The principles that rule this blog

Principles that will govern my thoughts as I express them here (from my opening statement):


  • Freedom of the individual should be as total as possible, limited only by the fact that nobody should be free to cause physical injury to another, or to deprive another person of his freedoms.
  • Government is necessary primarily to provide those services that private enterprise won't, or won't at a price that people can afford.
  • No person has a right to have his own beliefs on religious, moral, political, or other controversial issues imposed on others who do not share those beliefs.

I believe that Abraham Lincoln expressed it very well:

“The legitimate object of government is to do for a community of people whatever they need to have done, but cannot do, at all, or cannot
so well do, for themselves — in their separate, individual capacities.”


Comments will be invited, and I will attempt to reply to any comments that are offered in a serious and non-abusive manner. However, I will not tolerate abusive or profane language (my reasoning is that this is my blog, and so I can control it; I wouldn't interfere with your using such language on your own!)

If anyone finds an opinion that I express to be contrary to my principles, they are welcome to point this out. I hope that I can make a rational case for my comments. Because, in fact, one label I'll happily accept is rationalist.

Monday, February 14, 2011

Conflicting goals

In the debate over health care reform, the big problem that I have noticed is that there is no agreement on what the goals of the reforms are. Some speak of reducing costs, others of expanding coverage, and other things have been brought in as well, such as making sure that people who are satisfied with their current coverage can maintain it (Pres. Obama claimed his plan would do this, but it quickly became clear that it will not if allowed to continue in the form in which it was enacted.) A goal that has never been explicitly stated is preserving the right to sue for malpractice, which is important to the trial lawyers who constitute a large portion of the Democratic Party's campaign funds, but is certainly responsible for the Democrats' opposition to Republican wishes to introduce tort reform. (In fact, except for labor unions, it would appear that the trial lawyers are the biggest source of funds for the Democrats.)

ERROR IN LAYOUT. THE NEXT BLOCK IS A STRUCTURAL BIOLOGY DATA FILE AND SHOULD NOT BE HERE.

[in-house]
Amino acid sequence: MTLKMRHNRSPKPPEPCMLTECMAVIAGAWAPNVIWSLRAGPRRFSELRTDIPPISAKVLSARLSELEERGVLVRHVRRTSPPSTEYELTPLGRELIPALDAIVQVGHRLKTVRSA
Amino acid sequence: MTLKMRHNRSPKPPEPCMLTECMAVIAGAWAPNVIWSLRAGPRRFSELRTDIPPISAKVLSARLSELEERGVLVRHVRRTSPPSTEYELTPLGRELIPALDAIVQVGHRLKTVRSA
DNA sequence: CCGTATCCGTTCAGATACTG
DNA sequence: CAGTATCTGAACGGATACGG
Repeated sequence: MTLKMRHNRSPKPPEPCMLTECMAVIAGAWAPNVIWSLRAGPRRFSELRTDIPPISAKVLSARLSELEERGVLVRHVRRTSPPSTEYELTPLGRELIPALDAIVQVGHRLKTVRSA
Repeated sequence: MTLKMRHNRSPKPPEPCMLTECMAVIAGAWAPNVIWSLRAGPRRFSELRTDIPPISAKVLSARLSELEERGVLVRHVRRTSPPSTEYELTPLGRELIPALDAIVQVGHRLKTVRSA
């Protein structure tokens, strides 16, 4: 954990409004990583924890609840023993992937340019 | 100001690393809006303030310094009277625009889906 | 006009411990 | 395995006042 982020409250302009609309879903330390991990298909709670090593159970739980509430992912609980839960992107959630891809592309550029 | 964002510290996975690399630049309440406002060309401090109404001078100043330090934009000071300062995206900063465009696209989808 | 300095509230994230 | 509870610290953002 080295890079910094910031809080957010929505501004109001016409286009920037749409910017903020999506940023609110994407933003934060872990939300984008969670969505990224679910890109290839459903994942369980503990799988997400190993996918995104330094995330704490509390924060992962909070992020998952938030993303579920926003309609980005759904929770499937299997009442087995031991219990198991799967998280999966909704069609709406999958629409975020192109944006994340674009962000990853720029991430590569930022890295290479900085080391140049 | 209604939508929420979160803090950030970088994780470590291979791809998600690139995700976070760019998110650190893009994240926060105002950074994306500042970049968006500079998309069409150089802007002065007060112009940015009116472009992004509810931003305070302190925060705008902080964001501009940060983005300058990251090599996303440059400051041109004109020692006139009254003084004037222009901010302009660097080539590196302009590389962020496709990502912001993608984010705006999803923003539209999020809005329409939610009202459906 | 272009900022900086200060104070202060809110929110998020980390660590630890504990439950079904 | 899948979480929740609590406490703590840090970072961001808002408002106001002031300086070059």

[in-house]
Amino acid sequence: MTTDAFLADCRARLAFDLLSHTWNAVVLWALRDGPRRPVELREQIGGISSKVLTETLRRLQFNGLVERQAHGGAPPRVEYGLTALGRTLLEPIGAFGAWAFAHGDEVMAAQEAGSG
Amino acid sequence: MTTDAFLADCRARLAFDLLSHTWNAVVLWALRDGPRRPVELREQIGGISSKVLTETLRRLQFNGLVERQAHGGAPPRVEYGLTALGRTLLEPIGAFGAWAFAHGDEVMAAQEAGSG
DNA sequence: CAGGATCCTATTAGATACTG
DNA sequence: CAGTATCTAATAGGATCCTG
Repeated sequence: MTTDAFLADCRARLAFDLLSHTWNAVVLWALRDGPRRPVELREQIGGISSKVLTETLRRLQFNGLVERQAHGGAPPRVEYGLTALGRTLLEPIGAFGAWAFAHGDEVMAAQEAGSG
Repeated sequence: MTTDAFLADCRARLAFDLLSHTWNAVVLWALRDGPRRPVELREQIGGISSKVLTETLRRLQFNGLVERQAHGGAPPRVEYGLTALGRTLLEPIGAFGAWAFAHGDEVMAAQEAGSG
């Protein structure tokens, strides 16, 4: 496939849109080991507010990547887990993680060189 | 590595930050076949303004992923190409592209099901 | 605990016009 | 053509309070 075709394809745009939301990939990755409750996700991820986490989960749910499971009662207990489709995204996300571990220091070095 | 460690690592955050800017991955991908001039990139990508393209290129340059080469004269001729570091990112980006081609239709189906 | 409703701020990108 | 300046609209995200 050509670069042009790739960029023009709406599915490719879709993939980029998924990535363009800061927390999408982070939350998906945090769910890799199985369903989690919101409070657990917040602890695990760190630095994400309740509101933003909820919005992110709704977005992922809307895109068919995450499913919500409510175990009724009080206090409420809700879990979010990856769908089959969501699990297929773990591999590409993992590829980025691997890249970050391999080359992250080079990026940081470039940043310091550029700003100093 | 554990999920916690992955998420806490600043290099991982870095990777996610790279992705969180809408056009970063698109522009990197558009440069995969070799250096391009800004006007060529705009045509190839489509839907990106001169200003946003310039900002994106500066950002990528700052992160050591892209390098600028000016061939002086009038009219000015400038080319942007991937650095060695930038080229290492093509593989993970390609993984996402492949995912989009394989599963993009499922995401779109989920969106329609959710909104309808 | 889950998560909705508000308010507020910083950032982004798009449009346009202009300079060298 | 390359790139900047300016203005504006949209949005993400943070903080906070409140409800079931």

It would be easy, for example, to expand coverage to all Americans, by simply having the Government buy a health insurance policy for every person in the United States. But this would do nothing toward cost containment. And one could reduce costs by doing what the Cubans do: make all doctors employees of the Government, paid a salary that would be strictly controlled. (I read recently of a tourist in Havana who found that his taxi driver was a pediatrician who was making ends meet by driving a cab and giving guided tours! One could hardly imagine this in the USA, where a medical doctor — especially a specialist — is unlikely to need a second job!) But this solution, unless accompanied by some of the other Draconian aspects of a Communist dictatorship, would lead to a major exodus of people from the medical profession; hardly an acceptable outcome for anyone.

I think the problem is clearly that, in discussing health care reform, there are conflicting goals, and this is not being acknowledged by any of the actors in this debate: the Republicans or the Democrats; the trial lawyers, the insurance companies, or the medical doctors; the President or the various groups within the two Houses of Congress. And until these goals are prioritized, we will never be able to come up with a plan that will not prompt major screams of "foul!" from one or another side.

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